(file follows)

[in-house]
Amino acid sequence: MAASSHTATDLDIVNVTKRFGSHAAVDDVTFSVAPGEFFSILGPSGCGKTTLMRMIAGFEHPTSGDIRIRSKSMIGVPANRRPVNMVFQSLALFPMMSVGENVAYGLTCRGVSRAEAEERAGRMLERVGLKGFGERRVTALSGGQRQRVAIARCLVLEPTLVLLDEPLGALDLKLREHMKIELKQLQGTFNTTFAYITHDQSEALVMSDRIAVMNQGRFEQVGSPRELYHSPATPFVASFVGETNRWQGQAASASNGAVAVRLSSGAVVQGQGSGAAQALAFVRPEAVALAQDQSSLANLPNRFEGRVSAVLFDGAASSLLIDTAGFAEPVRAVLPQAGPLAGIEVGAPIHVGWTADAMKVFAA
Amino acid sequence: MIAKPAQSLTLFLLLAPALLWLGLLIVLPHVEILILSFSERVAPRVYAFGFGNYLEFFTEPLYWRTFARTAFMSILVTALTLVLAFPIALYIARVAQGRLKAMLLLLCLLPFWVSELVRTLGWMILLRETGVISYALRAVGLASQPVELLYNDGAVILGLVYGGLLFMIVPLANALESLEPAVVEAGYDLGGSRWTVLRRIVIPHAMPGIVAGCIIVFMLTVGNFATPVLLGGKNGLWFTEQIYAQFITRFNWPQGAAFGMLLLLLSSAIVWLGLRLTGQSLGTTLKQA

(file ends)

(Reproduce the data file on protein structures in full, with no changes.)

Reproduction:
[in-house]
Amino acid sequence: MAASSHTATDLDIVNVTKRFGSHAAVDDVTFSVAPGEFFSILGPSGCGKTTLMRMIAGFEHPTSGDIRIRSKSMIGVPANRRPVNMVFQSLALFPMMSVGENVAYGLTCRGVSRAEAEERAGRMLERVGLKGFGERRVTALSGGQRQRVAIARCLVLEPTLVLLDEPLGALDLKLREHMKIELKQLQGTFNTTFAYITHDQSEALVMSDRIAVMNQGRFEQVGSPRELYHSPATPFVASFVGETNRWQGQAASASNGAVAVRLSSGAVVQGQGSGAAQALAFVRPEAVALAQDQSSLANLPNRFEGRVSAVLFDGAASSLLIDTAGFAEPVRAVLPQAGPLAGIEVGAPIHVGWTADAMKVFAA
Amino acid sequence: MIAKPAQSLTLFLLLAPALLWLGLLIVLPHVEILILSFSERVAPRVYAFGFGNYLEFFTEPLYWRTFARTAFMSILVTALTLVLAFPIALYIARVAQGRLKAMLLLLCLLPFWVSELVRTLGWMILLRETGVISYALRAVGLASQPVELLYNDGAVILGLVYGGLLFMIVPLANALESLEPAVVEAGYDLGGSRWTVLRRIVIPHAMPGIVAGCIIVFMLTVGNFATPVLLGGKNGLWFTEQIYAQFITRFNWPQGAAFGMLLLLLSSAIVWLGLRLTGQSLGTTLKQA